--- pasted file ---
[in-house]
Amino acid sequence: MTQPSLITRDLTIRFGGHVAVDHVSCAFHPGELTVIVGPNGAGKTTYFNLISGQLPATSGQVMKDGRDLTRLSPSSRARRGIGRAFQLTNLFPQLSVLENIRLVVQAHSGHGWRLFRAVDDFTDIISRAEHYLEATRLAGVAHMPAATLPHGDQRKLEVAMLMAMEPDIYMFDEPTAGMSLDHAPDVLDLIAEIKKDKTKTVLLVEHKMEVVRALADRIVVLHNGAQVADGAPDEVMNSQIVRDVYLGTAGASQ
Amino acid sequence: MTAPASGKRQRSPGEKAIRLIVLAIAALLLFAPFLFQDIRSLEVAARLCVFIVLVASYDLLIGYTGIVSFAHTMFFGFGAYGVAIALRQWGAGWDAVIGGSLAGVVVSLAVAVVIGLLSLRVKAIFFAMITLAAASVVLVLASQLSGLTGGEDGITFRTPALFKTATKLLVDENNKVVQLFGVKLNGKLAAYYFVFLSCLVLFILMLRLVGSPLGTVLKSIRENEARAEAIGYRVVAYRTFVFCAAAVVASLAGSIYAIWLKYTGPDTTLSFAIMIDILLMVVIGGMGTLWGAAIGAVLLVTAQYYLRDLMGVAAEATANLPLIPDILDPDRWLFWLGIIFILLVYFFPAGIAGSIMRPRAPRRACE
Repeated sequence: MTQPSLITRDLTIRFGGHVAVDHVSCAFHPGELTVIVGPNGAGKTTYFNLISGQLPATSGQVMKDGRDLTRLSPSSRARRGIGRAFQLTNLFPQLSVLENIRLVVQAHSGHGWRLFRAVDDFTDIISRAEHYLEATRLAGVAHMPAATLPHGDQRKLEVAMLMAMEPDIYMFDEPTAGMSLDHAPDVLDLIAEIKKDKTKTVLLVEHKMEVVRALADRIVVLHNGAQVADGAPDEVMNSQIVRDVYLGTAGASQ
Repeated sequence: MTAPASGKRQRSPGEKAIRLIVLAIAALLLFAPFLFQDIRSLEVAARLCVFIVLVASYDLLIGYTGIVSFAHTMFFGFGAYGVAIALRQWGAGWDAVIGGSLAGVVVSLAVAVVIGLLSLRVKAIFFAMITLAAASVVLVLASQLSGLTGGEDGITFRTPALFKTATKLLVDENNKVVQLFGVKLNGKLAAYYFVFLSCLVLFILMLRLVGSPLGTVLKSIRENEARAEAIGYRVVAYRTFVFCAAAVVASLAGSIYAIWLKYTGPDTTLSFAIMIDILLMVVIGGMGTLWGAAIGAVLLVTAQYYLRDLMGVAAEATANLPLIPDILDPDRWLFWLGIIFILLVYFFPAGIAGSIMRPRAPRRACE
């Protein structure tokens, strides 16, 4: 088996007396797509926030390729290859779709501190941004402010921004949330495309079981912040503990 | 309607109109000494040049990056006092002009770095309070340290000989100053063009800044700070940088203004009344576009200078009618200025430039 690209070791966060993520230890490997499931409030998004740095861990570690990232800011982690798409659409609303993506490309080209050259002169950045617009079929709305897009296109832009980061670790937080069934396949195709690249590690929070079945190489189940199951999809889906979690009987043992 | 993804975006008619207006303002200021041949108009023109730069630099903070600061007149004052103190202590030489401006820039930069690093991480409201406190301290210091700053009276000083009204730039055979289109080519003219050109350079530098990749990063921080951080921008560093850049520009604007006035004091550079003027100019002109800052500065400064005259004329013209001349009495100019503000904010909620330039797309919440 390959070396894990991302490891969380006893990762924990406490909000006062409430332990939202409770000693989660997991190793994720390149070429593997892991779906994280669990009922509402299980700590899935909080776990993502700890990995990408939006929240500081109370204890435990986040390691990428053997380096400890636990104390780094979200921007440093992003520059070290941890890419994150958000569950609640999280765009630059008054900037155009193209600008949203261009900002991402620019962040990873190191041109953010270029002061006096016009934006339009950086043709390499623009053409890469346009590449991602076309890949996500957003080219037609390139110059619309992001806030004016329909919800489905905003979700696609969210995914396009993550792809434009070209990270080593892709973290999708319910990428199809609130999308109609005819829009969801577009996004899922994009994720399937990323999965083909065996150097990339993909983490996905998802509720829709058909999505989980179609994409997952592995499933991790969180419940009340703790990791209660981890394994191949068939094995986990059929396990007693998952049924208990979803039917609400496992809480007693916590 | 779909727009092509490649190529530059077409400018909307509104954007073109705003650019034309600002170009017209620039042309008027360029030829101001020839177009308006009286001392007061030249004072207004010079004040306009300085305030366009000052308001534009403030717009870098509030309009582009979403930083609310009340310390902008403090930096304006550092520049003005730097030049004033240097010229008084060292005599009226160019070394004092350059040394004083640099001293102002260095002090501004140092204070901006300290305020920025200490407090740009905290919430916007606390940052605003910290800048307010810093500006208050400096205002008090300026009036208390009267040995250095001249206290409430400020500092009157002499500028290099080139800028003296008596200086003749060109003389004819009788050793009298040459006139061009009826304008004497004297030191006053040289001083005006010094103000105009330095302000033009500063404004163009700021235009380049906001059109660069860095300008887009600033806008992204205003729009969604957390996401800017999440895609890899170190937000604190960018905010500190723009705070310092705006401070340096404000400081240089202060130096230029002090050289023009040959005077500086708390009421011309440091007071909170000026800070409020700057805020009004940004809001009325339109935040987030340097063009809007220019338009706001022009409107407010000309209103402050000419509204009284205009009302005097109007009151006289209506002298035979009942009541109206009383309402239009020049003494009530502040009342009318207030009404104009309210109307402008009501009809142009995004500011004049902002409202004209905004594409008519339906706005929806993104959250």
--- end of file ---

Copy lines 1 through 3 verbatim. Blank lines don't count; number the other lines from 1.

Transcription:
[in-house]
Amino acid sequence: MTQPSLITRDLTIRFGGHVAVDHVSCAFHPGELTVIVGPNGAGKTTYFNLISGQLPATSGQVMKDGRDLTRLSPSSRARRGIGRAFQLTNLFPQLSVLENIRLVVQAHSGHGWRLFRAVDDFTDIISRAEHYLEATRLAGVAHMPAATLPHGDQRKLEVAMLMAMEPDIYMFDEPTAGMSLDHAPDVLDLIAEIKKDKTKTVLLVEHKMEVVRALADRIVVLHNGAQVADGAPDEVMNSQIVRDVYLGTAGASQ
Amino acid sequence: MTAPASGKRQRSPGEKAIRLIVLAIAALLLFAPFLFQDIRSLEVAARLCVFIVLVASYDLLIGYTGIVSFAHTMFFGFGAYGVAIALRQWGAGWDAVIGGSLAGVVVSLAVAVVIGLLSLRVKAIFFAMITLAAASVVLVLASQLSGLTGGEDGITFRTPALFKTATKLLVDENNKVVQLFGVKLNGKLAAYYFVFLSCLVLFILMLRLVGSPLGTVLKSIRENEARAEAIGYRVVAYRTFVFCAAAVVASLAGSIYAIWLKYTGPDTTLSFAIMIDILLMVVIGGMGTLWGAAIGAVLLVTAQYYLRDLMGVAAEATANLPLIPDILDPDRWLFWLGIIFILLVYFFPAGIAGSIMRPRAPRRACE